Metastases are secondary tumor lesions that form from the primary tumor. However, the primary tumor and metastases are not in direct anatomic contact. Every malignant tumor has a potential to form metastases after it reaches certain size (certain number of tumor cells). It is not the rule but the majority of tumors do not spread by metastases until having the diameter of about one centimeter.


Many tumors spread by blood and lymphatic vessels. The lymphatic spread is usually the first allowing the tumor to invade local lymph nodes and later by blood to affect distant organs and tissues. The presence of enlarged lymph nodes or distant organ metastases significantly worsens the prognosis and changes the treatment strategy. Some tumors tend to form metastases in specific locations (such as colon cancer) but others are totally unpredictable and can form metastases “anytime and anywhere” (e.g. kidney cancer, melanoma).


There is also a term “micrometastases”. Micrometastases are small metastases, whose size makes them undetectable by standard imaging methods. If the primary tumor is large, the presence of micrometastases is probable and that is the reason of a post-operative chemotherapy, which is intended to destroy those micrometastases. (More details can be found in text dedicated to malignant tumors). We usually seek metastases in these organs:


Liver metastases are very common as tumors of the digestive tract and gynecological tumors metastasize to liver. Substantial amount of blood flows through the liver tissue and this makes liver very sensitive to metastatic spread. Liver metastases may be asymptomatic, but sometimes they cause enlargement of the liver, abdominal pain in the right upper quadrant or even direct disorders of liver functions – liver failure manifesting with jaundice, impaired blood clotting, etc.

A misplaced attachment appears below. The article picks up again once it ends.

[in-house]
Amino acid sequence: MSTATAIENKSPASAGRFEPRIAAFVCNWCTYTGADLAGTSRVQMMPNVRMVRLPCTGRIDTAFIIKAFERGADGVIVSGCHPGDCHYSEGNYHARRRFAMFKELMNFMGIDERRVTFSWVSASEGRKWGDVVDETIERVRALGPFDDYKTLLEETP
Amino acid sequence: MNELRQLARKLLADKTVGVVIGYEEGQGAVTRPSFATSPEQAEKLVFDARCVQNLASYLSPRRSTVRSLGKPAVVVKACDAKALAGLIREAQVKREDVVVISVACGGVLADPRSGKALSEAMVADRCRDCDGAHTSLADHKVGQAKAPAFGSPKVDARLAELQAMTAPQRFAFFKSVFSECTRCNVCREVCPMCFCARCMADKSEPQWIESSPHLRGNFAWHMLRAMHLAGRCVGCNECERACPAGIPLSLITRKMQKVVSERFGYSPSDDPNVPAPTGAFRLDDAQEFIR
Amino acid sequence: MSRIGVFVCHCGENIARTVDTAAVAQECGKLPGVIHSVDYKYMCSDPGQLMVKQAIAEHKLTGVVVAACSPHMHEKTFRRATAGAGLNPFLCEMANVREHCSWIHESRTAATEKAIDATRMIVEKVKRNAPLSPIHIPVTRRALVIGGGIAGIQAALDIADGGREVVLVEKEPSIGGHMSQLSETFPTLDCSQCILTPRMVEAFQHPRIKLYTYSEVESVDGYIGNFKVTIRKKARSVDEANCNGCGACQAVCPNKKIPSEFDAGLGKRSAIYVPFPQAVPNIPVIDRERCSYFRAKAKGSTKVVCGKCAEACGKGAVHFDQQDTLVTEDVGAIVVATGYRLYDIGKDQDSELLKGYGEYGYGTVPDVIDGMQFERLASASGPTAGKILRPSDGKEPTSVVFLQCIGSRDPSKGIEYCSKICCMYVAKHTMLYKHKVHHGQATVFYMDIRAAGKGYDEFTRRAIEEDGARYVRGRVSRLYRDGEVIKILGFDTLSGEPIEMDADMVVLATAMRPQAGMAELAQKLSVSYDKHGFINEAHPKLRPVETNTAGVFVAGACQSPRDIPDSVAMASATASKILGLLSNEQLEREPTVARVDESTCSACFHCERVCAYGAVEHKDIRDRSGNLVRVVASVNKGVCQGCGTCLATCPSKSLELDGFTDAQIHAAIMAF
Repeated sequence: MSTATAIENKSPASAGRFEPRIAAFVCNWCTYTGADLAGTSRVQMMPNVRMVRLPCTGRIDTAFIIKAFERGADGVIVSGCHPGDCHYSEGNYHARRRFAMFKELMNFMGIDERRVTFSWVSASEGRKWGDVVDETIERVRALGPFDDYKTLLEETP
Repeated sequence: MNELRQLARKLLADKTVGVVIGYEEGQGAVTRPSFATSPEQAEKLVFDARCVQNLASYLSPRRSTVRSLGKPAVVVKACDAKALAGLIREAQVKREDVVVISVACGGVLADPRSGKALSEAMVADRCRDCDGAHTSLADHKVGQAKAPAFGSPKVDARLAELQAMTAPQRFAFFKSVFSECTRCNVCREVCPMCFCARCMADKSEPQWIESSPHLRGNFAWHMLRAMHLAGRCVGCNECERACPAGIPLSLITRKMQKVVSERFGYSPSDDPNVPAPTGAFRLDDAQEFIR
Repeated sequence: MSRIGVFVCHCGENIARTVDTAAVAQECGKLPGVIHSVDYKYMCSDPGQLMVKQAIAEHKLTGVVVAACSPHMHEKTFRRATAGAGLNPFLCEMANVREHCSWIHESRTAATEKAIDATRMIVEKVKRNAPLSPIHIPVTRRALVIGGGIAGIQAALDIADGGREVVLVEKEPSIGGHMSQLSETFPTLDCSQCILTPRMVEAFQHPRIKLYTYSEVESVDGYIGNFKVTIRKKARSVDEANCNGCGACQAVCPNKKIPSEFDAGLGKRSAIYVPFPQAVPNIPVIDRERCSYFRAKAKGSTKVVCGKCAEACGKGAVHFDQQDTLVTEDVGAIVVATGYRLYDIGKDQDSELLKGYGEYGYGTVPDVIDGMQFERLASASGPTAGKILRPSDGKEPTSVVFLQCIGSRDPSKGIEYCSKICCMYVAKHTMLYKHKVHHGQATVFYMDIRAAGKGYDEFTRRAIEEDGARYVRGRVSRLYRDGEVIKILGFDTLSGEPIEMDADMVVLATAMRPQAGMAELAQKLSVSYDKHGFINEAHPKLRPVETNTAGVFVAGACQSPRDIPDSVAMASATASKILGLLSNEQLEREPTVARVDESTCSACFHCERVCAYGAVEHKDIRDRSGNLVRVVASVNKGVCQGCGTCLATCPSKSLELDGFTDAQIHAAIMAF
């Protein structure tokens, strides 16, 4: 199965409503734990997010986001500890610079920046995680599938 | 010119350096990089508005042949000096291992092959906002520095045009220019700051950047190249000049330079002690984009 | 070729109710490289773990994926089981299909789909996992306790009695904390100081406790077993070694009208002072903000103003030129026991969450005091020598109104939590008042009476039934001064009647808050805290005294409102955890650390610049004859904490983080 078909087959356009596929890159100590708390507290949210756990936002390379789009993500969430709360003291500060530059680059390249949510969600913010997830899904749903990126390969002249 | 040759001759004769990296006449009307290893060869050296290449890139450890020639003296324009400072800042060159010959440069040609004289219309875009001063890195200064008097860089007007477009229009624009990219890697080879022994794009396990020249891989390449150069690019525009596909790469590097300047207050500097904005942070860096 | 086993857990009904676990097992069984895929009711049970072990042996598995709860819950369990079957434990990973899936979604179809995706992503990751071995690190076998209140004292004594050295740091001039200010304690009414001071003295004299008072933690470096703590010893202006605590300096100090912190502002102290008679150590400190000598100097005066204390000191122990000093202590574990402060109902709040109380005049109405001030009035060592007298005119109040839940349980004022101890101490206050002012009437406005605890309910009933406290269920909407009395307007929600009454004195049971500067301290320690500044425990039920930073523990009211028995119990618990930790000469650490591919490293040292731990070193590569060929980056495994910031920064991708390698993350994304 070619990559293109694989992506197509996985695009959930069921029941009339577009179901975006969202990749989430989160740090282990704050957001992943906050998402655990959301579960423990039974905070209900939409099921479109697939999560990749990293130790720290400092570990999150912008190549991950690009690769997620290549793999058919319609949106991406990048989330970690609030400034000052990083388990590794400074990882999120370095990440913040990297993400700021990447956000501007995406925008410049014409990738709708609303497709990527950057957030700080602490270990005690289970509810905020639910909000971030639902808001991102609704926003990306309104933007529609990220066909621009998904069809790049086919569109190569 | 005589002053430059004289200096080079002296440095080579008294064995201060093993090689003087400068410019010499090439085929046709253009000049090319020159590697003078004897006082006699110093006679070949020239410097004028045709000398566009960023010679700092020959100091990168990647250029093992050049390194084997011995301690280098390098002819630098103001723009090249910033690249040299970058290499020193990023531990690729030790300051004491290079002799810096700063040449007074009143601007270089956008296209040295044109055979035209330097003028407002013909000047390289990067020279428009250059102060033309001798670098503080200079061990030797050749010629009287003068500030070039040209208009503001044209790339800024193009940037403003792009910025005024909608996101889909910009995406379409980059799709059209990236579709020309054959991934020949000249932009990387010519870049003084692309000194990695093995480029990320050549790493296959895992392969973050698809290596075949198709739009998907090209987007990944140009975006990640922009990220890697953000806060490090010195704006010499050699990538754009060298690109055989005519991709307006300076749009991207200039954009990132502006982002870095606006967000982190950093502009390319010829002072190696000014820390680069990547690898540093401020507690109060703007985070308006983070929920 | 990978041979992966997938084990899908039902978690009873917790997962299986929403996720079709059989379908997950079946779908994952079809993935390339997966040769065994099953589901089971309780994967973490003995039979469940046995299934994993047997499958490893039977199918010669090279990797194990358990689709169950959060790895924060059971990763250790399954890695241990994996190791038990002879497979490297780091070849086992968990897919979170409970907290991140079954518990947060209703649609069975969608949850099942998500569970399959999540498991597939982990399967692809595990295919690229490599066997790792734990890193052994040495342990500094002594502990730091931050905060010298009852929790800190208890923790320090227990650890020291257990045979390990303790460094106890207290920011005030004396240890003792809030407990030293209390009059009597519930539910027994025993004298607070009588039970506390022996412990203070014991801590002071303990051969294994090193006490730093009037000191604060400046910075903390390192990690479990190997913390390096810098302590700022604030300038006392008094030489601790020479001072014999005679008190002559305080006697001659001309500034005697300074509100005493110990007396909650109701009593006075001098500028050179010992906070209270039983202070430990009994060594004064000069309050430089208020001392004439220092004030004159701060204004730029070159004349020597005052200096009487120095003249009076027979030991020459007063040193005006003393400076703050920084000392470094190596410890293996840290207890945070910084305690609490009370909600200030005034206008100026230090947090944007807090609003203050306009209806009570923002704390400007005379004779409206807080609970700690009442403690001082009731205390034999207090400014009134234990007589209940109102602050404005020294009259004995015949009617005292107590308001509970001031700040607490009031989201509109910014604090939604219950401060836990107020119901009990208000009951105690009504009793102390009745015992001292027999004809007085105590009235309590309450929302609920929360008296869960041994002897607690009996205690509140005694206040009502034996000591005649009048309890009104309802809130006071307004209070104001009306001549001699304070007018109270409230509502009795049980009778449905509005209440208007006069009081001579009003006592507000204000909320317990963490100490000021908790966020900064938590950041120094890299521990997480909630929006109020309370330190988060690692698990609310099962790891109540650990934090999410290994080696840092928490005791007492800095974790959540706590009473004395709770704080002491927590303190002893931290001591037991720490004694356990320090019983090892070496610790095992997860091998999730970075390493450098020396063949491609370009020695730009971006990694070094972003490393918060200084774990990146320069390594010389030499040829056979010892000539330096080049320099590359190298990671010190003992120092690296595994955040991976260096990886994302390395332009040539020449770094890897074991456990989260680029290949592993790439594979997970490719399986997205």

Brain metastases may have a very dramatic manifestation. They can cause epileptic seizures, personality changes, sensitive disorders and muscle paralysis. Metastases can also lead to brain swelling and intracranial bleeding resulting in intracranial hypertension and symptoms such as headache, nausea, vomiting and unconsciousness. Brain metastases are very difficult to treat, but in certain indications they can be successfully destroyed by Leksell gamma knife.


Bone metastases are very annoying. Tumors quite usually affect the vertebrae but every single bone can be invaded by the tumor cells. Some metastases are osteoblastic and others are osteolytic. Osteoblastic metastases cause excessive local production of bone; osteolytic metastases cause destruction of bone tissue. The result is similar – bone pain and increased risk of pathologic fractures. The therapy is usually only symptomatic – radiotherapy of the metastases brings a distinctive pain relief. Bisphosphonates (drugs blocking the bone decalcification) may be used against the osteolytic metastases.


Metastases in the lungs are quite common. Their symptoms include cough, shortness of breath and coughing up blood.


Note: Tumors coming from blood cells (leukemias and lymphomas) spread by blood to a number of tissues (lymph nodes, liver, spleen, etc.). There is no clear primary tumor and so we do not talk about metastases.


The shema shows a malignant tumor of the intestine,  
local metastases in lymph nodes and distant metastases in the liver.



If we find a malignant tumor in the body, we usually search for the presence of metastases. Physical examination allows us to find enlarged liver, spleen and enlarged subcutaneous lymph nodes. Deeper tissues may be examined by imaging methods such as chest X-ray, abdominal ultrasound, computed tomography or magnetic resonance imaging. In some cases, we can use scintigraphy (such as bone scintigraphy to find bone metastases) and PET-CT examination.


The opposite situation occurs when we find a suspected metastasis and we want to know its source. Sometimes, this is a very challenging task. If possible, it is advisable to obtain a tissue sample from the suspected metastasis to confirm its malignant etiology and histological structure to estimate the type of primary tumor.


Tumor metastases are usually treated by chemotherapy, bone metastases are irradiated. In some exceptional cases, metastases may be removed surgically. More detailed information can be found in text dedicated to treatment of cancer.


Jiri Stefanek, MD  Author of texts: Jiri Stefanek, MD
 Sources: basic text sources